“Passion and drive make an entrepreneur. The very last thing you want to do is to write a business plan,” says Bill Morrow, founder of business investor network Angels Den, “but it’s an important process.”
Indeed it is, writes Guy Rigby, head of entrepreneurs at chartered advisory Smith & Williamson. Over the years, I have witnessed many examples of potentially great ideas falling by the wayside through the lack of a coherent plan or roadmap. I have seen businesses start up and spend significant sums, only to find that insufficient research had been carried out and their business model was fundamentally flawed.
Fail to plan; plan to fail…
So barring the odd ‘no brainer’, the general rule is that if you fail to plan, you plan to fail. Apart from anything else, this is because a properly executed business-planning process will make you consider a host of issues that might otherwise slip under the radar.
The pros of a business plan
Contrary to some entrepreneurial thinking, planning need not dampen drive or hamper creativity or passion. Indeed, planning can be an illuminating and inspiring part of the business-building process, as research leads to new ideas and, occasionally, that elusive Eureka moment!
Another powerful reason for having a business plan is that it creates a stake in the ground and a roadmap which gives guidance and can be followed. If you choose to take an alternative route, which from time to time will be both inevitable and desirable, the business plan will be there to remind you that you are changing your approach. It will prompt you to evaluate and justify your actions. Without a plan, many businesses simply drift from one unfocused activity to another, not really understanding what they are doing and why.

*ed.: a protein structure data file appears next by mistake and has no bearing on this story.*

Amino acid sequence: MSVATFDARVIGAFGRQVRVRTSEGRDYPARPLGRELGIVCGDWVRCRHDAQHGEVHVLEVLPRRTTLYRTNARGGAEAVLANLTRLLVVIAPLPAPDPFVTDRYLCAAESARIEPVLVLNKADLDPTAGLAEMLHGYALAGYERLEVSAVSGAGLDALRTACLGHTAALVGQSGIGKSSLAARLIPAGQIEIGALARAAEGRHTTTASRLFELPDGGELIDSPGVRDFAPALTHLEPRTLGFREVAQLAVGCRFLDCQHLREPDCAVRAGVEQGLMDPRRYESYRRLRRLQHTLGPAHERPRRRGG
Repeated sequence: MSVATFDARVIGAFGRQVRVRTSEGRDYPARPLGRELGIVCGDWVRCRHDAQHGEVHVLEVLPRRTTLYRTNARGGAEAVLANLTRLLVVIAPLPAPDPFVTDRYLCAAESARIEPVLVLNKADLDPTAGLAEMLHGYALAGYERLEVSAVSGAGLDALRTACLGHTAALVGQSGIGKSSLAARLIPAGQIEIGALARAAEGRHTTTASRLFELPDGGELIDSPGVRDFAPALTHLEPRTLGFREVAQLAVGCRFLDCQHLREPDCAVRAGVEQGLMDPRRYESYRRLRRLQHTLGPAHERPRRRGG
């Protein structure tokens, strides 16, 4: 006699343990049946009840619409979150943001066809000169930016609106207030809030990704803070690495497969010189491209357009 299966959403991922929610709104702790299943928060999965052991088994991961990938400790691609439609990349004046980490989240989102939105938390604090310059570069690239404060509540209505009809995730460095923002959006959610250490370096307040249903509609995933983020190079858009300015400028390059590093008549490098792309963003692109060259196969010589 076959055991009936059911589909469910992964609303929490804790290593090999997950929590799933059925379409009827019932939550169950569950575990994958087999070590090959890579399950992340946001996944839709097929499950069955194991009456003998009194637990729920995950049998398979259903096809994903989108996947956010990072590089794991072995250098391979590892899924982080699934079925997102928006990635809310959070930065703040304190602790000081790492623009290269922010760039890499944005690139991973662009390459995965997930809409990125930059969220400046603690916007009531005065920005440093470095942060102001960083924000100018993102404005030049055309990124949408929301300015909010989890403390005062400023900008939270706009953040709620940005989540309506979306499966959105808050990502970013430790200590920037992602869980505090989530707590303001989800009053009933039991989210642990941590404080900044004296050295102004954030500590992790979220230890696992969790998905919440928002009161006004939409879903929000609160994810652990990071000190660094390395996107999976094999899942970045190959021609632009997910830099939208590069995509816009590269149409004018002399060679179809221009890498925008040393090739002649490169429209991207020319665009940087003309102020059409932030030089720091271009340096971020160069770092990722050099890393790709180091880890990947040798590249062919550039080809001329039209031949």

Fortunately, a carefully researched roadmap can provide focus, prevent business drift and reduce risk. It will help business owners (and their teams) to prioritise, set and achieve their goals.
No plan is set in stone
But what about flexibility? What if you need to change your plan?
plans should not be written and put in the bottom drawer. They are living
documents that need reviewing and updating on a regular basis, enabling you to
focus on the right priorities at the right time and moving each area and
function of your business towards your chosen